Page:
In its fifth edition, this precious book is a best seller for good reason: it works! Brackey’s vision for this book is “that we look beyond the challenges of Alzheimer’s disease to focus more of our energies on creating moments of joy. When people have short-term memory loss, their lives are made up of moments.” Creating Moments of Joy is filled with practical tips and wonderful ideas, peppered with hope, humor, and encouragement.

Decision making and clinical perspectives

The Caregiver’s Path to Compassionate Decision Making: Making Choices for Those Who Can’t by Viki Kind
Winner of the 2011 Caregiver Friendly Award from Today’s Caregiver magazine, Viki Kind, a bioethicist and former family caregiver, offers tools and techniques that will cut through the fear and minimize the stress of health care decision making on behalf of those who can’t. Kind offers adaptable, insightful tools in a simple step-by-step process for making informed decisions. As one reviewer, Whitney Scott, Booklist magazine, reflects: “Kind’s guide encourages careful, methodical, and informed thought, and to that end, it contains flowcharts, case studies, personal anecdotes, and grid-like frameworks for decision making organized by useful categories.”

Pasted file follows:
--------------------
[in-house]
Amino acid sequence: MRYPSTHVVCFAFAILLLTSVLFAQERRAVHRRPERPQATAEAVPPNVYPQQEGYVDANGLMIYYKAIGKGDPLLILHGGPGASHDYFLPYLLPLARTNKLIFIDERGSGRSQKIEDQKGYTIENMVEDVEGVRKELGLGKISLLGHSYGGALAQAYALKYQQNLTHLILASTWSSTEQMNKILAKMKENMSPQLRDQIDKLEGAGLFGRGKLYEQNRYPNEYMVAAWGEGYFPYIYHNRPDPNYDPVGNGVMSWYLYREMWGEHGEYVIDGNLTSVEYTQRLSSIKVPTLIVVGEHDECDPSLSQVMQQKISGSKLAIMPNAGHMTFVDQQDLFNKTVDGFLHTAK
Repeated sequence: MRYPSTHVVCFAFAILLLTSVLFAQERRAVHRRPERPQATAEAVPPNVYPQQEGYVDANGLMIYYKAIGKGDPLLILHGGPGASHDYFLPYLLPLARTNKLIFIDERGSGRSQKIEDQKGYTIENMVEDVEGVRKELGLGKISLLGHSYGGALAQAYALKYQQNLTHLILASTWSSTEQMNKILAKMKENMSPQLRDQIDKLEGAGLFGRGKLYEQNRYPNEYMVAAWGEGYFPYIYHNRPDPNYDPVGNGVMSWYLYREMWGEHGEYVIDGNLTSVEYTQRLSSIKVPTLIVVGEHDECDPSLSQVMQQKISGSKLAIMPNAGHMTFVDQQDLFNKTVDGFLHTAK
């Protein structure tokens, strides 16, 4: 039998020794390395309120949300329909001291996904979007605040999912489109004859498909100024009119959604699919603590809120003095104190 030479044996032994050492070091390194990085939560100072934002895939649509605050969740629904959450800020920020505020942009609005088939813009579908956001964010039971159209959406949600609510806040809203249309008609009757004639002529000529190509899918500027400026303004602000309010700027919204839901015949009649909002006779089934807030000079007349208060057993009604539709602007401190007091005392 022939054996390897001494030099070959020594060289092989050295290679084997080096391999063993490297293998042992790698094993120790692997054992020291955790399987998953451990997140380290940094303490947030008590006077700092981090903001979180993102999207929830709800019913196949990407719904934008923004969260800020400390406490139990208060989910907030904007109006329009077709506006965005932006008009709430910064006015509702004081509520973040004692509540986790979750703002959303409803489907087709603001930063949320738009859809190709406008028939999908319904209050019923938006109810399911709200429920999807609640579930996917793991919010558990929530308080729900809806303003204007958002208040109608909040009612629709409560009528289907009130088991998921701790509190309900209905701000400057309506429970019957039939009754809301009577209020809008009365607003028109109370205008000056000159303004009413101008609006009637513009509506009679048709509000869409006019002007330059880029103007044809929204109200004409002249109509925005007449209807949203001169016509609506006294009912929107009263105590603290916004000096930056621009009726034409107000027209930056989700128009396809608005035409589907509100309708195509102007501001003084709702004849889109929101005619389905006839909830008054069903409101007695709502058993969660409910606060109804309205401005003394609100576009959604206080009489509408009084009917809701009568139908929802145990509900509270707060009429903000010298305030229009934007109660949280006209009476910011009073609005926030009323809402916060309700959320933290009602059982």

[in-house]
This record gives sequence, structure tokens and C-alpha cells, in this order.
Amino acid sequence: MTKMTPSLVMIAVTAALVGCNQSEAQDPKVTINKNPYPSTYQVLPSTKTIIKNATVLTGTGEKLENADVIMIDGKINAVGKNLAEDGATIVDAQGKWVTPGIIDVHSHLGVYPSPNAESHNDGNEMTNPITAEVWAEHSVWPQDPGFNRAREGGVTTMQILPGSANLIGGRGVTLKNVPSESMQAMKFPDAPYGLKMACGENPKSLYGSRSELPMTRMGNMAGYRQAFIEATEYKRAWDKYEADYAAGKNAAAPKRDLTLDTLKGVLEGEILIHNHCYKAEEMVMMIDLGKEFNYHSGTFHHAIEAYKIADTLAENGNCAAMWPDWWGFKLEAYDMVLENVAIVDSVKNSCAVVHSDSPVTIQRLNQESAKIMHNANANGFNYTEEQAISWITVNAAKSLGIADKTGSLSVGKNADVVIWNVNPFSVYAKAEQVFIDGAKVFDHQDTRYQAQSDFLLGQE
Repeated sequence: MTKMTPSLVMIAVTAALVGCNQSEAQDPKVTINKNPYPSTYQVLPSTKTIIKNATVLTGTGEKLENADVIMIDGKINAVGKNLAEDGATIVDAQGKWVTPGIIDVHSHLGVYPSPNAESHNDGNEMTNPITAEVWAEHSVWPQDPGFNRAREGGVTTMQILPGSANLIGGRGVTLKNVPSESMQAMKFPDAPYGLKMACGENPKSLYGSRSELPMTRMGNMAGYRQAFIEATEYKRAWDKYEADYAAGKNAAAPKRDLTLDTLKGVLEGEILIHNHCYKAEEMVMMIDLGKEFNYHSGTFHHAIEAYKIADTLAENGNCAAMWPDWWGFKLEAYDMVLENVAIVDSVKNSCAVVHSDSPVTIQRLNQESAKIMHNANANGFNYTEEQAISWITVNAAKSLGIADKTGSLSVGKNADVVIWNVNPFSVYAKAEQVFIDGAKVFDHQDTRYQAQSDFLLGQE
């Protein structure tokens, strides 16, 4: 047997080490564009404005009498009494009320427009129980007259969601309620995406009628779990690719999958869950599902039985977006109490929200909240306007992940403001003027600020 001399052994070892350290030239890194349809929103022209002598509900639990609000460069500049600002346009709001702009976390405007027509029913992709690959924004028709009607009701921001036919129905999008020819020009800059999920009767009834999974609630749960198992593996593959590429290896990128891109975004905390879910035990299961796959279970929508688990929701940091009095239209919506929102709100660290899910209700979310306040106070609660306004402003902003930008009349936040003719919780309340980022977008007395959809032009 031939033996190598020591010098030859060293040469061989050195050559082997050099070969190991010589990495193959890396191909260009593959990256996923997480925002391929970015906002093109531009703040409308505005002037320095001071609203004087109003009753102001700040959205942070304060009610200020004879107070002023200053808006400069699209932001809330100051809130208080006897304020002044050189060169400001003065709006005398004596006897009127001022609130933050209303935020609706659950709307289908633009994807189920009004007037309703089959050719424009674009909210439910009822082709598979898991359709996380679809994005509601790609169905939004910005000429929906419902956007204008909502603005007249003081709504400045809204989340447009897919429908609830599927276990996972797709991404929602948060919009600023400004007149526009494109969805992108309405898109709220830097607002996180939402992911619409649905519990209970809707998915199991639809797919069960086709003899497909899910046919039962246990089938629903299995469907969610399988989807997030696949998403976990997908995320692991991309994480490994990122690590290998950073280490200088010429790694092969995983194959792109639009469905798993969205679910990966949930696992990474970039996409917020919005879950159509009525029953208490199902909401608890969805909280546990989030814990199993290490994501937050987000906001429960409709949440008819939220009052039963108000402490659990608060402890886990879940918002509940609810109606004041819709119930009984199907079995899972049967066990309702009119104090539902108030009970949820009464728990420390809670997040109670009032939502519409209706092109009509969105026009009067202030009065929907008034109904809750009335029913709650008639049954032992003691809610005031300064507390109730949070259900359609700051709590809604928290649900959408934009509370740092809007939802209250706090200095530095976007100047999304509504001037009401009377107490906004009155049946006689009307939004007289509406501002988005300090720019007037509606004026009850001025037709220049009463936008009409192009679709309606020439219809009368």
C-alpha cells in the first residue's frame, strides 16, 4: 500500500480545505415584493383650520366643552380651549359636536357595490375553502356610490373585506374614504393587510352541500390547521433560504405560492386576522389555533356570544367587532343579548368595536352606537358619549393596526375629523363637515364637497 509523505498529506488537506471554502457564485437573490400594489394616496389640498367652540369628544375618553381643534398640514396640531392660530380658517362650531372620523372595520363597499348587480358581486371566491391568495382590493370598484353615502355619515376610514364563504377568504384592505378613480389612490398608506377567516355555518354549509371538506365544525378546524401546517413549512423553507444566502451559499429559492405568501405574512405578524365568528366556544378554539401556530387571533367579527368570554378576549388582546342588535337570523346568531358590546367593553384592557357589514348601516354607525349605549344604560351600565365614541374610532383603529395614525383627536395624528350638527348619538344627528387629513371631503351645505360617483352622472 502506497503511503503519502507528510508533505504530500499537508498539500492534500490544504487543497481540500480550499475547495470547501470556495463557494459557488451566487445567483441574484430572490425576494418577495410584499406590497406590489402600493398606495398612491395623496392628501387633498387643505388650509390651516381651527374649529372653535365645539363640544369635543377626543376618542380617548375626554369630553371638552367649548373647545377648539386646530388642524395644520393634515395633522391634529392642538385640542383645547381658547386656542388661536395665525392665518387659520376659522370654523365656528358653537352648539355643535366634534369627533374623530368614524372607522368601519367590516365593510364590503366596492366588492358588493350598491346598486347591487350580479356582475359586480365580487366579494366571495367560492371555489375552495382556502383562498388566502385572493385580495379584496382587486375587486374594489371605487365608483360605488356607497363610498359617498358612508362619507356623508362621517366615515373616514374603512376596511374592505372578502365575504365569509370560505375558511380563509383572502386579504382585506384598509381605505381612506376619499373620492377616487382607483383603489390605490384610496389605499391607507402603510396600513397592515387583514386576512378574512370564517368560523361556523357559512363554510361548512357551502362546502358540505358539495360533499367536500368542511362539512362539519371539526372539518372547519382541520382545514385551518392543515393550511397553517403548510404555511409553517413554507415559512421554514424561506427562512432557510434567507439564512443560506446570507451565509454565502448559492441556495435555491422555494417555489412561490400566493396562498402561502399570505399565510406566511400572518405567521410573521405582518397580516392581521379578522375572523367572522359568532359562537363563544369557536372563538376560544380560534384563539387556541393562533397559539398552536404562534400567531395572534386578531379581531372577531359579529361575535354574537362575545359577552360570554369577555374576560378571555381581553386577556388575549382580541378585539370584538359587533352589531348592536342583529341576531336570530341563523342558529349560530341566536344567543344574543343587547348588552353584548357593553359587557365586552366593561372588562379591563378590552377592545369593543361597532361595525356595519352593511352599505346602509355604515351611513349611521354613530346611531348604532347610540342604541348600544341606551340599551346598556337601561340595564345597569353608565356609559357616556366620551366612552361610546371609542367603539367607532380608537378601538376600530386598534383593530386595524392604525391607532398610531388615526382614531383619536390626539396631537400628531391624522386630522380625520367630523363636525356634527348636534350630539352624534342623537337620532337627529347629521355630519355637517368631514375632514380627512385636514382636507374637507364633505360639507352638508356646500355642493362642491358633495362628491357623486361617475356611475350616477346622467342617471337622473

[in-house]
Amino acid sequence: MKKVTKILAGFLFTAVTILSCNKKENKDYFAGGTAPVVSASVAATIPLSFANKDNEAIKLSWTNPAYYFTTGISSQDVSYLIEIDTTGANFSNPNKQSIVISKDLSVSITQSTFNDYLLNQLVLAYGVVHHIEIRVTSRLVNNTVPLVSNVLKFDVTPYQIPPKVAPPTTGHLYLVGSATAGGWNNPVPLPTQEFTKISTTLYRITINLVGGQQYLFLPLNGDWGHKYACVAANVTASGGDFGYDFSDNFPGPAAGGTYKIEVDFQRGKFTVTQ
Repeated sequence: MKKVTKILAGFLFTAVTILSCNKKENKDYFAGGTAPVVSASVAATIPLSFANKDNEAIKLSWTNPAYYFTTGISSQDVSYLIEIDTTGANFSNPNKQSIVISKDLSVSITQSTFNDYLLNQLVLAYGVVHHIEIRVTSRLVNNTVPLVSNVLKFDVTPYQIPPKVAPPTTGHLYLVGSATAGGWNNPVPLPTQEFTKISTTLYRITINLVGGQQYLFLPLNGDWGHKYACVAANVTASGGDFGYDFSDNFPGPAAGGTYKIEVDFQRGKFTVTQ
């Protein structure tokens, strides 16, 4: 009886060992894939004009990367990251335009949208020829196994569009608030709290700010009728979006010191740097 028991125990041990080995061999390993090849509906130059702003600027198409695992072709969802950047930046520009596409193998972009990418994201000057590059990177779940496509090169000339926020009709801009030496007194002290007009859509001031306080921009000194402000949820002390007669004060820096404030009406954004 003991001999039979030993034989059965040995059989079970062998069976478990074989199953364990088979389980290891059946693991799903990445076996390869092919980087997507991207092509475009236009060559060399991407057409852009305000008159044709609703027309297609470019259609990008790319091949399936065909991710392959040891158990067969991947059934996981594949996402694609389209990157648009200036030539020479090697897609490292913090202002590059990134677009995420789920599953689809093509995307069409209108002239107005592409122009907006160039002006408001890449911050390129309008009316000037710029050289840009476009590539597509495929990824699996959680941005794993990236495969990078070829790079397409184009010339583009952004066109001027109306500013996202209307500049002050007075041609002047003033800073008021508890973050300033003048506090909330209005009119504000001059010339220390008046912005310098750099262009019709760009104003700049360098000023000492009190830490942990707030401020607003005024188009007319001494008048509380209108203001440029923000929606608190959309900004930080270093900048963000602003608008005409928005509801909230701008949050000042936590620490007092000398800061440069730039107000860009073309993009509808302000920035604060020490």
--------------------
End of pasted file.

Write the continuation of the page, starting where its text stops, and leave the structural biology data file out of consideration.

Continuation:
Dementia Beyond Disease: Enhancing Well-Being by G. Allen Power, MD
Want to improve the lives of people living with dementia and their partners in care? Then this book is a must-read! Dr. Power takes a strengths-based approach, reframing how we care for and support people living with dementia by focusing on the seven domains of well-being— Identity, Connectedness, Security, Autonomy, Meaning, Growth, and Joy.

Memoirs—reminders that you are not alone in this journey

Can’t We Talk About Something More Pleasant? by Roz Chast
If you are a fan of The New Yorker‘s cartoons, you are likely a fan of Roz Chast. In this graphic memoir, Chast captures the final years of her parents’ lives, who both lived well into their 90s. The title comes from her parents’ refusal to discuss their aging and the challenges that came with it. Chast, an only child, approaches the topic with humor, sometimes dark, and honesty, along with the common emotions of grief and guilt. This memoir is an opportunity to laugh at ourselves while we process our parents’ as well as our own aging. You will love it, I promise!